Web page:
This question was posed by DAP's Klang MP Charles Santiago, who last night pointed to MCA's repeated attacks at its AGM that Pakatan Rakyat's RM1,100 minimum wage policy to uplift working class families would bankrupt the country.
"Malaysian families will be better off, their quality of life will improve. So why is MCA waging war against the workers and working families of Malaysia?" Charles asked at a budget forum in Kuala Lumpur.
The attacks, he said, came despite a confidential World Bank report to the government showing that a RM1,100 minimum wage would "have almost nil negative effects". The report was leaked by Pakatan.
The report said the only area that may be affected would be the low-end manufacturing sector and it advised a transitional mechanism for this.
Charles pointed out that Prime Minister Najib Abdul Razak himself had introduced a minimum wage policy of RM900 for Peninsula Malaysia, but without a transitional mechanism.
In contrast, he said the Selangor government, which has set a RM1,500 minimum wage for its government-linked companies (GLCs), had set up a transitional fund to help smaller GLCs to meet the minimum wage policy in the interim.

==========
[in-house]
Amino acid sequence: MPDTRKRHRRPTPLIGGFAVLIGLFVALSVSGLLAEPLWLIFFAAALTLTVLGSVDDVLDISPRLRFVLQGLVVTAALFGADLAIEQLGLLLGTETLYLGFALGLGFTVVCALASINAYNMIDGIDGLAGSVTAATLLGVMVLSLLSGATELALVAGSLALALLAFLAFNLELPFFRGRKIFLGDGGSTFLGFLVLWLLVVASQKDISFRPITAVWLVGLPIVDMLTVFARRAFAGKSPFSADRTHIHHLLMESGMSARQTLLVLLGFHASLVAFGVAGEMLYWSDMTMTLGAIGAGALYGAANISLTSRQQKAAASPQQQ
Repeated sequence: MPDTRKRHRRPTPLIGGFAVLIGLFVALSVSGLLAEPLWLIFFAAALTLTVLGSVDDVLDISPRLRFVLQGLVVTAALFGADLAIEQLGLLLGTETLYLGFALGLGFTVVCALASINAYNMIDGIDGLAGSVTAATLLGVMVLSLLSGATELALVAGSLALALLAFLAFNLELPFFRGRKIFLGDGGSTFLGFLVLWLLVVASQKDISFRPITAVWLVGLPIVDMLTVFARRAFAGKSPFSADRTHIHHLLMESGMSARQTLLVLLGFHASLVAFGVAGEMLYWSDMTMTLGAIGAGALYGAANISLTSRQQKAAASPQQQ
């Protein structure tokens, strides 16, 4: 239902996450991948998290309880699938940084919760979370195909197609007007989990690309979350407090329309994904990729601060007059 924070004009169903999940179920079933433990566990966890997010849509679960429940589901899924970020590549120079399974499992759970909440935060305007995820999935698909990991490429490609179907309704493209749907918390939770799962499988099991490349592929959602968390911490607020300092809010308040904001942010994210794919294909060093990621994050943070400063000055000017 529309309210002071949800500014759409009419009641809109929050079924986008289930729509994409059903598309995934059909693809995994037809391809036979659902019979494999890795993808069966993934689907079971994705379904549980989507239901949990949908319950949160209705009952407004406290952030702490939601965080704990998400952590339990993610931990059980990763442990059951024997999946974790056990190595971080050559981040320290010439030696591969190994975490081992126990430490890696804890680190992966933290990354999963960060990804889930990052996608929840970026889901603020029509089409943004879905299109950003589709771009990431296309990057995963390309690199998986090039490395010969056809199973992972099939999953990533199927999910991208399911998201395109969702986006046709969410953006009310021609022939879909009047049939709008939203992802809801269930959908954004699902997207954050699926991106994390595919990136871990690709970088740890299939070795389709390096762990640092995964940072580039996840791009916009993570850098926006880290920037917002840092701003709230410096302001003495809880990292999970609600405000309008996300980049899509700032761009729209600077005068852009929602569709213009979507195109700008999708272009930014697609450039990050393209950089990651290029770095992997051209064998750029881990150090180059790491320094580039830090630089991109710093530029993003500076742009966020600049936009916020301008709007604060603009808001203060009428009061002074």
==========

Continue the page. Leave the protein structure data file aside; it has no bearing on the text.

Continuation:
"If MCA feels so strong about this, it should have asked the government to set up a transitional minimum wage fund so that the smaller small and medium enterprises (SME) that might have a problem with the transition can be helped," he said.
'Enough of escapism'
While acknowledging that the RM1,100 minimum wage policy may have some impact on inflation, Charles said this would be minimal for most sectors as wages only comprised five to six percent of the production cost.
Chipping in, PKR strategy director Rafizi Ramli said minimum wage was a necessary reform and Pakatan would not emulate BN's escapism by trying to avoid tough decisions.
Stressing that the reforms should be viewed holistically, Rafizi said any slight impact on inflation could be mitigated by Pakatan's plans to address and break up monopolies in the transportation, water, electricity and telecommunications sectors and this would increase the disposable income of households.
Kota Raja MP Dr Siti Mariah Mahmud said Pakatan's Women's Agenda would provide what BN's budget could not - a proper support system and financial safety net for women.
"Many housewives, especially those from the lower socio-economic group, will have nothing if anything happens to them - if they are divorced or their husbands die or meet with an accident," Siti Mariah said.
The National Contribution Fund for Women proposed under the plan would see the government contributing RM600 to the fund for every housewife in households with an income of less than RM1,500 a month, thus providing a financial safety net for them, she said.
The plan would also require major employers to have a child care centre, a crucial support system that would allow women to work and be independent, she said.
The forum on Pakatan's shadow budget last night was moderated by DAP election strategist Ong Kian Ming.